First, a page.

When someone mentions Australian wine, brains tend to kangaroo-leap right to Shiraz. And not just because it’s fun to say, what with that exaggerated “aaaaz” (so to speak).
Shiraz dominates the Australian export market, and the U.S. dominates those exports. So it’s forgivable, sensible even, if that’s what we reach for in the Australian wine aisle of our local wine stores when the urge to drink Down Under hits. But according to at least one survey—OK, it’s ours, and it involved a thousand thirsty people—Americans love their white wine, and 79% of them love it all year long.
Despite that, they don’t actually drink a bunch of Australian white wine (it ranked 7th in the survey, after the U.S., France, Italy, and, alas, New Zealand). But if you cut yourself off from Australian white wine—or worse, relegate your Aussie spending habits to two-dimensionally acidic, hyper-quaffable bottles—you’re doing yourself a serious disservice. (Like pissing off a kangaroo.) There’s plenty on offer here: florals, citrus, juicy acidity, slate, oak, butter, nuttiness, savoriness. So dive in. Most bottles here don’t top out over $25.
Chardonnay used to be the Aussie white wine favorite. That changed in the early 2000s, when Sauvignon Blanc exploded onto the market (see below), but don’t let that keep you from bottles like this. Penfolds grows their Chardonnay grapes in the cooler Tumbarumba region, aging the wine in older French oak—meaning some oaky, toasty, nutty notes are integrated, acting like a framework for delicate florals, soft peach, and perky acidity.
New Zealand might tend to own our sense of Southern Hemisphere Sauvignon Blanc, but this offering from the Adelaide Hills is its own thing entirely. Smoother on the tongue—no mouth-punching upfront zip—with light velvet layers of banana and some tropical fruit skin, with a finishing, classy high-five of citrusy twang.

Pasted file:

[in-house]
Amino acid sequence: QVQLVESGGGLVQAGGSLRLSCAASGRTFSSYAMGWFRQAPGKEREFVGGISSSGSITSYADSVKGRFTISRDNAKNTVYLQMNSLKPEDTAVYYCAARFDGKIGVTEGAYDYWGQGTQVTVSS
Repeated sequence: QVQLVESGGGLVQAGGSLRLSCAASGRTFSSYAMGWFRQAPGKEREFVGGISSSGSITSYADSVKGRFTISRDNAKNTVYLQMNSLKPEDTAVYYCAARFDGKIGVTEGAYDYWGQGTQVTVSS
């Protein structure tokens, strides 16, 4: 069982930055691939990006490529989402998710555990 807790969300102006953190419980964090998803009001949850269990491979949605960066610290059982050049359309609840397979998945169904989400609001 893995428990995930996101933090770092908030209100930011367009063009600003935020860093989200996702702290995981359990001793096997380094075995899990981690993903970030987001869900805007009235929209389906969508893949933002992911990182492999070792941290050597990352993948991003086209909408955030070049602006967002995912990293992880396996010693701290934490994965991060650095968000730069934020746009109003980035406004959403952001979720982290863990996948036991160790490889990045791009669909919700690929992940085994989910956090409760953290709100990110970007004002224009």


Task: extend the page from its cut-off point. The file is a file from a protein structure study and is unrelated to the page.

A classic blend of two white varieties, straw-green, fresh, juicy, and integrated. Classic notes of citrus and lime with some honeyed florals and slate on the nose and palate, fresh acidity and just a touch of oak aging to give you a bit of a smoother finish without overpowering the integral freshness.
2010 De Bortoli Noble One Botrytis Semillon – MUST TRY
This is Semillon in a totally different, and iconic, sweet expression. Don’t panic about the Botrytis in the name—yes, it’s rot, but it’s “noble rot,” and at its best it causes a grape to lose most of its moisture, leaving a lot of concentrated complexity behind. As in this highly (highly) awarded, $25 or so 375mL bottle of concentrated stone fruit, floral nectar, and gently balancing nuttiness.
Hold up, sweetness haters. Australian Riesling, especially Australian Riesling from the Clare Valley, is made in the drier style, in this case in hills northeast of the valley. With almost 50 year old vines, you’ll get a bit more restraint and layering, with slate-kissed lemon citrus giving way to lusher tropical fruit and orange blossom.
Innocent Bystander Pinot Gris – BEST VALUE
One of the more famous Pinot Gris of the Yarra Valley, the same grape they use to make Pinot Grigio but done in a French style (hence the “gris”). You’ll get some citrus, but layered with green spice and softer fruit. More apple and pear than the lime and stone fruit you’ll find in other bottles on the list, with a pleasant balancing yeast character that gives those delicate notes some heft.